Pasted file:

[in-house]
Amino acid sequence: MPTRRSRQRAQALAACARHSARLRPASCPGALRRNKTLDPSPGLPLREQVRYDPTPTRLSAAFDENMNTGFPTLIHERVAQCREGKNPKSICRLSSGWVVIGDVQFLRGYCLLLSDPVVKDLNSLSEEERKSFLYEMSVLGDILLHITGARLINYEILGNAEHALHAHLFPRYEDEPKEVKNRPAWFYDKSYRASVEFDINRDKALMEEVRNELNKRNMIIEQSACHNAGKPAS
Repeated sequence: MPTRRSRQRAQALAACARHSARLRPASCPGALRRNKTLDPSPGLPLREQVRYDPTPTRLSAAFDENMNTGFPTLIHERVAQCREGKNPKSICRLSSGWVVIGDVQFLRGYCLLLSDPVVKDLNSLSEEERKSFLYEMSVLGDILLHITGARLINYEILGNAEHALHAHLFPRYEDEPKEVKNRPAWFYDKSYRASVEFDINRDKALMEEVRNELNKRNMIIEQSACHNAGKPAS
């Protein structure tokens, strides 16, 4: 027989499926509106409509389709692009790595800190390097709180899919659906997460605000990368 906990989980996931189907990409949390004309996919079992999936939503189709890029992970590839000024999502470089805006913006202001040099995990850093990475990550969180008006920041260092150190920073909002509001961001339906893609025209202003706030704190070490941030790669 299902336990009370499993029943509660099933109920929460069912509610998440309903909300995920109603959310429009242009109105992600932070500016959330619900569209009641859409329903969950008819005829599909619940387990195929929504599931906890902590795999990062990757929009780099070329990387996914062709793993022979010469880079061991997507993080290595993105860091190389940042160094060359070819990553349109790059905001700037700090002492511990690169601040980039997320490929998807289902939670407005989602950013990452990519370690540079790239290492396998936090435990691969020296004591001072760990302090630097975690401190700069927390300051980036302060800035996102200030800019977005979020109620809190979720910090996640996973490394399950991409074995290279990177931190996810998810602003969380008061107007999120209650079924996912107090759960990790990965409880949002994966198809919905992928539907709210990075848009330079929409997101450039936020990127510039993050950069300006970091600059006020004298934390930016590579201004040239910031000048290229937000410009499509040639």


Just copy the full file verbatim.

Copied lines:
[in-house]
Amino acid sequence: MPTRRSRQRAQALAACARHSARLRPASCPGALRRNKTLDPSPGLPLREQVRYDPTPTRLSAAFDENMNTGFPTLIHERVAQCREGKNPKSICRLSSGWVVIGDVQFLRGYCLLLSDPVVKDLNSLSEEERKSFLYEMSVLGDILLHITGARLINYEILGNAEHALHAHLFPRYEDEPKEVKNRPAWFYDKSYRASVEFDINRDKALMEEVRNELNKRNMIIEQSACHNAGKPAS
Repeated sequence: MPTRRSRQRAQALAACARHSARLRPASCPGALRRNKTLDPSPGLPLREQVRYDPTPTRLSAAFDENMNTGFPTLIHERVAQCREGKNPKSICRLSSGWVVIGDVQFLRGYCLLLSDPVVKDLNSLSEEERKSFLYEMSVLGDILLHITGARLINYEILGNAEHALHAHLFPRYEDEPKEVKNRPAWFYDKSYRASVEFDINRDKALMEEVRNELNKRNMIIEQSACHNAGKPAS
């Protein structure tokens, strides 16, 4: 027989499926509106409509389709692009790595800190390097709180899919659906997460605000990368 906990989980996931189907990409949390004309996919079992999936939503189709890029992970590839000024999502470089805006913006202001040099995990850093990475990550969180008006920041260092150190920073909002509001961001339906893609025209202003706030704190070490941030790669 299902336990009370499993029943509660099933109920929460069912509610998440309903909300995920109603959310429009242009109105992600932070500016959330619900569209009641859409329903969950008819005829599909619940387990195929929504599931906890902590795999990062990757929009780099070329990387996914062709793993022979010469880079061991997507993080290595993105860091190389940042160094060359070819990553349109790059905001700037700090002492511990690169601040980039997320490929998807289902939670407005989602950013990452990519370690540079790239290492396998936090435990691969020296004591001072760990302090630097975690401190700069927390300051980036302060800035996102200030800019977005979020109620809190979720910090996640996973490394399950991409074995290279990177931190996810998810602003969380008061107007999120209650079924996912107090759960990790990965409880949002994966198809919905992928539907709210990075848009330079929409997101450039936020990127510039993050950069300006970091600059006020004298934390930016590579201004040239910031000048290229937000410009499509040639």